D

E F

Figure 26.1 C­F

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A

B

C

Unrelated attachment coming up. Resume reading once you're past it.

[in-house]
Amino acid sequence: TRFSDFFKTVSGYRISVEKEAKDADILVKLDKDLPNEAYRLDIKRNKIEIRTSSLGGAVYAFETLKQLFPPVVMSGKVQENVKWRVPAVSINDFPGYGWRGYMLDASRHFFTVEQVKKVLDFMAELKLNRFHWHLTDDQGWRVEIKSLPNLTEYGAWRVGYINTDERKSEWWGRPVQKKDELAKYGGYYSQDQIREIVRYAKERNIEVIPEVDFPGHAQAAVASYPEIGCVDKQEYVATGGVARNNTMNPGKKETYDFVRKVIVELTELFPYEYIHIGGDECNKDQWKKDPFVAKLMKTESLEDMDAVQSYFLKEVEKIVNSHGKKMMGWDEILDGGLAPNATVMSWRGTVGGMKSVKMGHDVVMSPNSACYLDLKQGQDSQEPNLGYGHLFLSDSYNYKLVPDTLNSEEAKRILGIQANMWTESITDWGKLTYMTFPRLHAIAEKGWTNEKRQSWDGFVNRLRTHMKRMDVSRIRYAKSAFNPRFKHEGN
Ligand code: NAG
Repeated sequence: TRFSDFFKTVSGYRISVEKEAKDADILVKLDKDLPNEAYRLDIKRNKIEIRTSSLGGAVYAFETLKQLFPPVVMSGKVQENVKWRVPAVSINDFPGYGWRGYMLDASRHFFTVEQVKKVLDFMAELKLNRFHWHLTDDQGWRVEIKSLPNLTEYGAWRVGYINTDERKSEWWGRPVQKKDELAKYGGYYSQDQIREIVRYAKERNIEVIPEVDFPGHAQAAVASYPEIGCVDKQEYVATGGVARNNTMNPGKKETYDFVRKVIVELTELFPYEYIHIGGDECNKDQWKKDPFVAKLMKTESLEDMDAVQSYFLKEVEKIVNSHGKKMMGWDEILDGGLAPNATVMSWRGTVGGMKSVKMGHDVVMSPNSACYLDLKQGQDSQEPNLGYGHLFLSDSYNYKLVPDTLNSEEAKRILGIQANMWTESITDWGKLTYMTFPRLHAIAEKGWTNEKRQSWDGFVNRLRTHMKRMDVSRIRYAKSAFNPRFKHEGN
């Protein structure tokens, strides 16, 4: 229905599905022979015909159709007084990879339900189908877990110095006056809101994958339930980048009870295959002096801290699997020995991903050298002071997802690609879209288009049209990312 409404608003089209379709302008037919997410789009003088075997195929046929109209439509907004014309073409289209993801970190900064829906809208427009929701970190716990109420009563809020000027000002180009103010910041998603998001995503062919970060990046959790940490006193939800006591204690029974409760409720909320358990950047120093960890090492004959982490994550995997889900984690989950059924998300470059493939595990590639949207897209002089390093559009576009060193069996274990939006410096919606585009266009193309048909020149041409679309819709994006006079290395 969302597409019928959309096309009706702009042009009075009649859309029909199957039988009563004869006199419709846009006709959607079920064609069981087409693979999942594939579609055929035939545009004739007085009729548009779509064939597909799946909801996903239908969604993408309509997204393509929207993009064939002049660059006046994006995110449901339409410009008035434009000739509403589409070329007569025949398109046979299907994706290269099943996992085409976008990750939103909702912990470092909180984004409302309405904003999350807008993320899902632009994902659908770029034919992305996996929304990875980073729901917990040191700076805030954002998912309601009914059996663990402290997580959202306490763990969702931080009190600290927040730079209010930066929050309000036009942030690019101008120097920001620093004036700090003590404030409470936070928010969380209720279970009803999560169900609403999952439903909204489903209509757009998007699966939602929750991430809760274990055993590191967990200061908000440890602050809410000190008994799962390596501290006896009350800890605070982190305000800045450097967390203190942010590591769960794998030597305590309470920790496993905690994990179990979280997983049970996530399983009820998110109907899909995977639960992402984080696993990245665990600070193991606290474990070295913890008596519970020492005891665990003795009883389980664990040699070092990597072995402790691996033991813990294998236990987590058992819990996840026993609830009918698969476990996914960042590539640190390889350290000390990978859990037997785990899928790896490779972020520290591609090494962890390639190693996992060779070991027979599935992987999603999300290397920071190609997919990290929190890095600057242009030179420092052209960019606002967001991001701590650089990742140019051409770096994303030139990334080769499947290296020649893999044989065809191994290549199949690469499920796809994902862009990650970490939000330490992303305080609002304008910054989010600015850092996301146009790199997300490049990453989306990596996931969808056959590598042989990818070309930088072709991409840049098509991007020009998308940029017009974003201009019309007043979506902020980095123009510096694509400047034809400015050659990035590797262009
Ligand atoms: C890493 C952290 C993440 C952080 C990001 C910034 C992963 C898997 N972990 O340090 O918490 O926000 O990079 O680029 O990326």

Figure 26.2 (A) Posterior exposure and muscle releases. The abdominal wall musculature is transected off of the iliac crest. The sartorius and tensor fasciae lata muscles are transected from their tendinous and reflected distally. The rectus femoris muscle remains intact. Large fasciocutaneous flaps are raised and reflected medially and posteriorly. The iliotibial band is transected from its origin from the iliac crest and reflected posteriorly along with the gluteus maximus. (B) Gross specimen of a combination Type II/Type III pelvic resection. The acetabulum can be visualized and a large tumor mass involving the entire floor and the superior and inferior pubic rami was removed en-bloc. Type II/Type III pelvic resections are extremely difficult and can often be performed only following induction chemotherapy if there is a good response to the chemotherapy. (C) Gross specimen following a Type III pelvic resection. There is a large tumor mass arising from the obturator internus muscle (solid arrows). The symphysis pubis (SY) is seen. The medial wall of the acetabulum was not involved, but was the closest margin. In general, following a Type II or Type III pelvic resection for low- or high-grade sarcomas, radiation therapy is used postoperatively to avoid a local recurrence.